The John Kaldor crepe which I used has a very bold, very large pattern, which has less than one repeat across the width of the fabric.
|Motif highlighted to show the pattern repeats|
I wanted to make proper use of the pattern rather than just have it appearing randomly over the dress, so this meant ignoring the cutting layout altogether and first of all deciding what elements I wanted where. I concluded that I wanted one cluster of flowers to form the focal point of the bodice, and I also that I didn't want the pleats of the skirt over a cluster, as it felt like a waste of a design element. After a lot of playing around with different layouts, I finally got an arrangement I was happy with. The sleeves came out with flowers is similar places as well, which was a bonus.
|The finished dress|
It was impossible to cut the back in a way which matched the pattern, but the two sides look balanced, so I'm happy.
The above the knee skirt in the illustration is shorter than I usually wear, and New Look patterns tend to be a bit short on me anyway, so I lengthened the skirt to just below the knee. Clearly I have long limbs compared to New Look's standard pattern, as the sleeves turned out a slightly odd length on me; something to remember if I make the pattern up again.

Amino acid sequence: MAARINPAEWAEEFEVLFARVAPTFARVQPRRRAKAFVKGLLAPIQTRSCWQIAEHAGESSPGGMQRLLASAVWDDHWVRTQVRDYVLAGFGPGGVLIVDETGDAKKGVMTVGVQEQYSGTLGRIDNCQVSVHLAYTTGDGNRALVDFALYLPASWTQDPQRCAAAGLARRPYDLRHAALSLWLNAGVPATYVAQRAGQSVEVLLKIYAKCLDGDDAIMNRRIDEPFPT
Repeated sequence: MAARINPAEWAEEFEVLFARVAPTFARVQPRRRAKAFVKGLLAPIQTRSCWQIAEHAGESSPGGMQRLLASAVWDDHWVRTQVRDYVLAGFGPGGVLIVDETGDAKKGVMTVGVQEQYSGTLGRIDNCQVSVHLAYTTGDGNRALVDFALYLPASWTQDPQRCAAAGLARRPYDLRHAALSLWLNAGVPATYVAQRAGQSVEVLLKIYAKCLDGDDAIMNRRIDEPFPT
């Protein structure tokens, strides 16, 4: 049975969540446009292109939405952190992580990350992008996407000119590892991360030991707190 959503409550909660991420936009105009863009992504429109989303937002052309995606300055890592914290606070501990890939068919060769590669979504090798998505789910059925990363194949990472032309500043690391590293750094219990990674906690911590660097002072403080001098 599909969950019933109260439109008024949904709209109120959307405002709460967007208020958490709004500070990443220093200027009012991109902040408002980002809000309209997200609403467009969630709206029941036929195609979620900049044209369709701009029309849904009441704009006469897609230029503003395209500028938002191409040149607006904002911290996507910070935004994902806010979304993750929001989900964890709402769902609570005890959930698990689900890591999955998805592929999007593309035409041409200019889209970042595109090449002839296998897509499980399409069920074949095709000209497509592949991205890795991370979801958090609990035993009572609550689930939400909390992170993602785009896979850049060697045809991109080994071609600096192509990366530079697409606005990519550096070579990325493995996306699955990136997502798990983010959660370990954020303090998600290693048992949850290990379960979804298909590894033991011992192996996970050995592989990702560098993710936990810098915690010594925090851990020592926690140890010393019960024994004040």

In fact, the sleeves are the one part of the dress which I'm not entirely sure about. They have very deep pleats in the sleeve head, which looks fine when they are just hanging, but makes them stick out in a worryingly 1980s way if I raise my arms! Clearly it's not just that the material I used was too firm; the suggested fabrics include piqué, damask and brocade, which would have an even more pronounced effect.
|The sleeves 'at rest'|
Because this is another 'winter' dress I added a lining. I kept the wide waistband, which is attached to the dress waistband at both the top and the bottom, but eliminated the deep pleats and shaped it with darts instead.
|The lining in progress|
I also added a pocket in the left side seam of the skirt, because it's always good to have a pocket.
All in all I'm very pleased with the end result, and wearing it certainly brightens up a gloomy winter's day.